David Royko Psy.D

david@davidroyko.com

Dirty Linen

April 1993
CD Review

By David Royko



Raymond W. McLain
A Place Of My Own

Flying Fish FF 70597 (1991)

   Banjoist Raymond W. McLain grew up with his parents and siblings in the McLain Family Band, and later moved in, figuratively speaking, with Jim & Jesse and the Virginia Boys.  Emancipated from being strictly a sideman, he now has a place of his own, and what a pad it is, each room unique, inviting, impeccably designed and decorated, and all adorned with surprising and delightful details.  House guests include brother Michael and sister Ruth, Jim and Jesse McReynolds, fiddlers Glen Duncan and Blaine Sprouse, and harmonica howler Mike Stevens.

   This is primarily an instrumental album, with a few engaging vocals thrown in.  Five of the thirteen tracks are originals, the other seven coming from bluegrass and beyond, far beyond.  Bob Wills' "Maiden's Prayer" is given a radiant performance, Duncan waxing sentimental with his dual fiddling, while on "Shuckin' The Corn," McLain's soaring improvisation ventures into realms only hinted at by Flatt, Scruggs and Graves.  Zez Confrey's novelty number "Kitten On The Keys" sounds downright giddy; this cut would fit perfectly on a Wretched Refuse String Band record.  Truly classic is McLain's handling of "Bells of St. Mary."  Jesse McReynolds cross-picks an enchanting solo, gently launching the banjo into an harmonics passage which blends so beautifully into the sparse ensemble fabric that it takes away one's breath.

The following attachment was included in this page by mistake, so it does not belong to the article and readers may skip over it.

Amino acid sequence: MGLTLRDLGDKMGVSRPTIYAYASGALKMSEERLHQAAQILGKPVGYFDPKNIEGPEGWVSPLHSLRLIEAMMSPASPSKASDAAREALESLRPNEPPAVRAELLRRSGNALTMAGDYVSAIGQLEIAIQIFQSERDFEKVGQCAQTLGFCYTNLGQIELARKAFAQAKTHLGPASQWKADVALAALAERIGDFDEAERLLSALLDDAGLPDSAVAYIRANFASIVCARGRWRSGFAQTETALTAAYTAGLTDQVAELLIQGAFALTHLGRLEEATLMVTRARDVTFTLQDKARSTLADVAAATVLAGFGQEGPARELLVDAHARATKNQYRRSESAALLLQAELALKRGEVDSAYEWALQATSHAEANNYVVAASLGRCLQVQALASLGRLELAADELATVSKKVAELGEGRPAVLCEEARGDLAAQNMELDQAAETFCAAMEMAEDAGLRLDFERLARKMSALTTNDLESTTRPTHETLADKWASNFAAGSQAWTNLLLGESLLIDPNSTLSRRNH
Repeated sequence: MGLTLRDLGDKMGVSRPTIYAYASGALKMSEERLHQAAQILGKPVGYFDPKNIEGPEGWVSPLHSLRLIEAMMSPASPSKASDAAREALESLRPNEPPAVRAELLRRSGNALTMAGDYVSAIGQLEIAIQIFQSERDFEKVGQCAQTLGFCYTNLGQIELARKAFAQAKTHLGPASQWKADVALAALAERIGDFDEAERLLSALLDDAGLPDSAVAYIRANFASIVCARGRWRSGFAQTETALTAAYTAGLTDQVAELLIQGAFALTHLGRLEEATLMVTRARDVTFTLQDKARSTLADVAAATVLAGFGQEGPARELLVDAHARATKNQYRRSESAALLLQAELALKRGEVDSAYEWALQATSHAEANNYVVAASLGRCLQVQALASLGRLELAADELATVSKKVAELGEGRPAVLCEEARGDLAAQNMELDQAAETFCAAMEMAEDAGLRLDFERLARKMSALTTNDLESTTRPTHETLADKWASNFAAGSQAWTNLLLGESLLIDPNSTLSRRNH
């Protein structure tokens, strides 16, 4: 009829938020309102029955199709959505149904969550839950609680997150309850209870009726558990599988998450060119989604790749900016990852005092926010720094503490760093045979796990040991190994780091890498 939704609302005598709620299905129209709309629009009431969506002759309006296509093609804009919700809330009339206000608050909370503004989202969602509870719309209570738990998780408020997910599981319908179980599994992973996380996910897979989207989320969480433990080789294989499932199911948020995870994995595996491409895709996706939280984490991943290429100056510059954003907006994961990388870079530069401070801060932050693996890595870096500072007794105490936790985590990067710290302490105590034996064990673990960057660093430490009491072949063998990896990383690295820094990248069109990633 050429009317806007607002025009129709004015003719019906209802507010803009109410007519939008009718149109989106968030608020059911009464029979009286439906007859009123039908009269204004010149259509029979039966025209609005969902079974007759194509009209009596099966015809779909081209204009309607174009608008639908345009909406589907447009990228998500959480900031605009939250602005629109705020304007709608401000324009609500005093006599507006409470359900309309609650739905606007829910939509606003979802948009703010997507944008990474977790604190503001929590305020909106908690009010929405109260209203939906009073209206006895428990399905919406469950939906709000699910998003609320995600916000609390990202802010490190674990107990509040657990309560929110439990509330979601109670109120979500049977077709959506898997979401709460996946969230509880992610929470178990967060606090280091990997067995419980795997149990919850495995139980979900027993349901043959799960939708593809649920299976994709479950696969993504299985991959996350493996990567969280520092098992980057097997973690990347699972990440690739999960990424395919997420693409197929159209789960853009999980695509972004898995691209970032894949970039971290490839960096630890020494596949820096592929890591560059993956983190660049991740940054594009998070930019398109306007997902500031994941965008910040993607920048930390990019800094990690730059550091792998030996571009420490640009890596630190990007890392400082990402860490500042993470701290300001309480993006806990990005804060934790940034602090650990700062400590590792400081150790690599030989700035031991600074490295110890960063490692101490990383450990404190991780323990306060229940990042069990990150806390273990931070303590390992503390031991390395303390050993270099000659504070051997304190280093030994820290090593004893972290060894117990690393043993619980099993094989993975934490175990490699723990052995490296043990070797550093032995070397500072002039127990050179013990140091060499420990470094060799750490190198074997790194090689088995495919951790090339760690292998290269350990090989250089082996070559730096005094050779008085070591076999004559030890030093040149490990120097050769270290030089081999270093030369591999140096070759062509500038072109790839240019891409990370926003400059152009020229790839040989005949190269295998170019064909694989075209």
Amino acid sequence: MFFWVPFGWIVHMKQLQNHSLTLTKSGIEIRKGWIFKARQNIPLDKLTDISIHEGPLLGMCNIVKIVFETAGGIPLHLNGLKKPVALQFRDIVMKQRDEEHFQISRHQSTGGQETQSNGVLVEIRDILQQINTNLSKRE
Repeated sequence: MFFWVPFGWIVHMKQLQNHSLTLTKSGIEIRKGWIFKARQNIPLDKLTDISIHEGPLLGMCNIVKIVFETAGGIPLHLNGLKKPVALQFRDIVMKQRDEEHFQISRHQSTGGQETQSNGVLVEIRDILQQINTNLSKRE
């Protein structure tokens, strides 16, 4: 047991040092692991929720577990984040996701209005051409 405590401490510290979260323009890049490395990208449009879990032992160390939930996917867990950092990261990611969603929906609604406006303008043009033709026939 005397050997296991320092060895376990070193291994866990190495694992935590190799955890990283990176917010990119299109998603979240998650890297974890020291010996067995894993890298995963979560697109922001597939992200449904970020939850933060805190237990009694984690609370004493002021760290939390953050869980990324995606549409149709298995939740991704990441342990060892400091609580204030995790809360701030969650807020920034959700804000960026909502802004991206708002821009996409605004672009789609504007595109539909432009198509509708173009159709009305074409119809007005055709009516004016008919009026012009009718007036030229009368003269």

McLain's originals are stunning.  The title track is a delicate waltz, allowing Duncan's fiddle to caress and explore the lilting melody.  In happy contrast is the scorching "Silver Creek," and the yearning, sorrowful "Windswept," a showpiece for McLain's lyricism.  Backed only by Jesse McReynolds' one man mandolin section, this is a mood piece with substance.  "Raymond's Breakdown" is a compelling exhibition for bluegrass trio, with brother and sister catapulting their sib into the fast lane.  Finally, the alarming turns taken by McLain as he glides through "On The Road" pushes the traditional banjo envelope almost to the breaking point, stopping just short of the newgrass precipice.

   The sound is pure and open, the playing time short (36:41), but with music of this quality, for a change I'm not complaining.  This is an essential release.

---David Royko [Chicago, IL]---